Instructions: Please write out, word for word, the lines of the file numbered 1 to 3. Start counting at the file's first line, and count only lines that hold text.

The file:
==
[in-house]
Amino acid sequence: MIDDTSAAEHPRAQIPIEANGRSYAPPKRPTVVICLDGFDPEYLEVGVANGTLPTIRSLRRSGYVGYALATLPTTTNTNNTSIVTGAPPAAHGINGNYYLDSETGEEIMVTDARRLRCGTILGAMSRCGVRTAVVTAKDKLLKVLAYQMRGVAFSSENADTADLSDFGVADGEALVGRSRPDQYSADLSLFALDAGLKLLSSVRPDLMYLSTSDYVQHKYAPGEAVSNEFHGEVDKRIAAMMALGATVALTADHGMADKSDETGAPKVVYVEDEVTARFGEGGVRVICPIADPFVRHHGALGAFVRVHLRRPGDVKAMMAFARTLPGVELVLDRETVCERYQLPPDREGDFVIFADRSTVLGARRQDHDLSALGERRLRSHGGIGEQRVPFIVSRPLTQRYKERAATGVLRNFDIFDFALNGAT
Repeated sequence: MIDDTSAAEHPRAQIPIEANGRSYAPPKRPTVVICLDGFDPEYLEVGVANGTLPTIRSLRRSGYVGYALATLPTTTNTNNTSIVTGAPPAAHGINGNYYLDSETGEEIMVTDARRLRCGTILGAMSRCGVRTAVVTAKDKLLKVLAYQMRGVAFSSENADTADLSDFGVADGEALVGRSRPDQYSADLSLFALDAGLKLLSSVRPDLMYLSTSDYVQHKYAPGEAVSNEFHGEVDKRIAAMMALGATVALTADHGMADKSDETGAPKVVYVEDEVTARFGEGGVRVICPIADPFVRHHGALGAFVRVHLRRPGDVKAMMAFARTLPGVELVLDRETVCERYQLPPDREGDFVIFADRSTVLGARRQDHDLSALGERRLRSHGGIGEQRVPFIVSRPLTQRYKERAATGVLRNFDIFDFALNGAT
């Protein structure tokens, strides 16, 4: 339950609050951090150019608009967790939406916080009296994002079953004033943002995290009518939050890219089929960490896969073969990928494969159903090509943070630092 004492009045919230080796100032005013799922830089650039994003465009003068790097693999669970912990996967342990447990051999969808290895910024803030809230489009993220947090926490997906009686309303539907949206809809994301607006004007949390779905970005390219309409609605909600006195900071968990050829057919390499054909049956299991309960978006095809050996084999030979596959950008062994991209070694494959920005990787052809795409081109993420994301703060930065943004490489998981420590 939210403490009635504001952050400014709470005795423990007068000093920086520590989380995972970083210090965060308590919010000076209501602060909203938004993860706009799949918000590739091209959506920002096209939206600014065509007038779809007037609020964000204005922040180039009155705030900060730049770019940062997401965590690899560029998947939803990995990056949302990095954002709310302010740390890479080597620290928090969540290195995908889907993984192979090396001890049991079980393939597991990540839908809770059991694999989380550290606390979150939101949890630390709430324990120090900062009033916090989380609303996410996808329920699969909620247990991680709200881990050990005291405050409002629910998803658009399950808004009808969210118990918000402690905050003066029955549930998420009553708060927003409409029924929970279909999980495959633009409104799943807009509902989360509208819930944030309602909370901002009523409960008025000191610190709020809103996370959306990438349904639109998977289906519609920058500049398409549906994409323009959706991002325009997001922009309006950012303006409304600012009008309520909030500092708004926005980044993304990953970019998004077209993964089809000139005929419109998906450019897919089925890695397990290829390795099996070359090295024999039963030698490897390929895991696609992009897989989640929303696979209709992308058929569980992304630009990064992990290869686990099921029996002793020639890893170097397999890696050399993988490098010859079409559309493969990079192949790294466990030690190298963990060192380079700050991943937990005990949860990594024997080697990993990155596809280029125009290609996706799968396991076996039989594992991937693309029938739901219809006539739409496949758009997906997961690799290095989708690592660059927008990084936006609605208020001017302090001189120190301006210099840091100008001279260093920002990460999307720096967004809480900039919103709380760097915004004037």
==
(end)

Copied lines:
[in-house]
Amino acid sequence: MIDDTSAAEHPRAQIPIEANGRSYAPPKRPTVVICLDGFDPEYLEVGVANGTLPTIRSLRRSGYVGYALATLPTTTNTNNTSIVTGAPPAAHGINGNYYLDSETGEEIMVTDARRLRCGTILGAMSRCGVRTAVVTAKDKLLKVLAYQMRGVAFSSENADTADLSDFGVADGEALVGRSRPDQYSADLSLFALDAGLKLLSSVRPDLMYLSTSDYVQHKYAPGEAVSNEFHGEVDKRIAAMMALGATVALTADHGMADKSDETGAPKVVYVEDEVTARFGEGGVRVICPIADPFVRHHGALGAFVRVHLRRPGDVKAMMAFARTLPGVELVLDRETVCERYQLPPDREGDFVIFADRSTVLGARRQDHDLSALGERRLRSHGGIGEQRVPFIVSRPLTQRYKERAATGVLRNFDIFDFALNGAT
Repeated sequence: MIDDTSAAEHPRAQIPIEANGRSYAPPKRPTVVICLDGFDPEYLEVGVANGTLPTIRSLRRSGYVGYALATLPTTTNTNNTSIVTGAPPAAHGINGNYYLDSETGEEIMVTDARRLRCGTILGAMSRCGVRTAVVTAKDKLLKVLAYQMRGVAFSSENADTADLSDFGVADGEALVGRSRPDQYSADLSLFALDAGLKLLSSVRPDLMYLSTSDYVQHKYAPGEAVSNEFHGEVDKRIAAMMALGATVALTADHGMADKSDETGAPKVVYVEDEVTARFGEGGVRVICPIADPFVRHHGALGAFVRVHLRRPGDVKAMMAFARTLPGVELVLDRETVCERYQLPPDREGDFVIFADRSTVLGARRQDHDLSALGERRLRSHGGIGEQRVPFIVSRPLTQRYKERAATGVLRNFDIFDFALNGAT